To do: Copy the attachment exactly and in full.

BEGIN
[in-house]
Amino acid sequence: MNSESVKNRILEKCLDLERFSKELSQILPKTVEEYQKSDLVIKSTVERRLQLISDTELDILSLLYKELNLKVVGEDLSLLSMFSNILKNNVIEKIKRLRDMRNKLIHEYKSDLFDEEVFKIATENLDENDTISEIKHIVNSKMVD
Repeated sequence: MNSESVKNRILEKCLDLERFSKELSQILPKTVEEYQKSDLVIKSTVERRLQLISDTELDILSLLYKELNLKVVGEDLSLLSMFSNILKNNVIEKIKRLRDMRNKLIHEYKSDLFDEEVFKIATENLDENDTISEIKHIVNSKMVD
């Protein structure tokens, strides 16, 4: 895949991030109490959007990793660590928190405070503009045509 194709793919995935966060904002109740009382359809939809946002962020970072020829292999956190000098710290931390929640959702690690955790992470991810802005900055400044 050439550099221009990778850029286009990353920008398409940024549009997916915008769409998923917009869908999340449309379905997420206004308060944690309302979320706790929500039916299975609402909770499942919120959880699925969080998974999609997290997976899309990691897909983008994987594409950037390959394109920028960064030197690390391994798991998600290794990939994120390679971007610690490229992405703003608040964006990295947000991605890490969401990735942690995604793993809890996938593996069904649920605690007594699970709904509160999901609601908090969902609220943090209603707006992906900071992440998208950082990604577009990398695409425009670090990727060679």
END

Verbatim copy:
[in-house]
Amino acid sequence: MNSESVKNRILEKCLDLERFSKELSQILPKTVEEYQKSDLVIKSTVERRLQLISDTELDILSLLYKELNLKVVGEDLSLLSMFSNILKNNVIEKIKRLRDMRNKLIHEYKSDLFDEEVFKIATENLDENDTISEIKHIVNSKMVD
Repeated sequence: MNSESVKNRILEKCLDLERFSKELSQILPKTVEEYQKSDLVIKSTVERRLQLISDTELDILSLLYKELNLKVVGEDLSLLSMFSNILKNNVIEKIKRLRDMRNKLIHEYKSDLFDEEVFKIATENLDENDTISEIKHIVNSKMVD
């Protein structure tokens, strides 16, 4: 895949991030109490959007990793660590928190405070503009045509 194709793919995935966060904002109740009382359809939809946002962020970072020829292999956190000098710290931390929640959702690690955790992470991810802005900055400044 050439550099221009990778850029286009990353920008398409940024549009997916915008769409998923917009869908999340449309379905997420206004308060944690309302979320706790929500039916299975609402909770499942919120959880699925969080998974999609997290997976899309990691897909983008994987594409950037390959394109920028960064030197690390391994798991998600290794990939994120390679971007610690490229992405703003608040964006990295947000991605890490969401990735942690995604793993809890996938593996069904649920605690007594699970709904509160999901609601908090969902609220943090209603707006992906900071992440998208950082990604577009990398695409425009670090990727060679």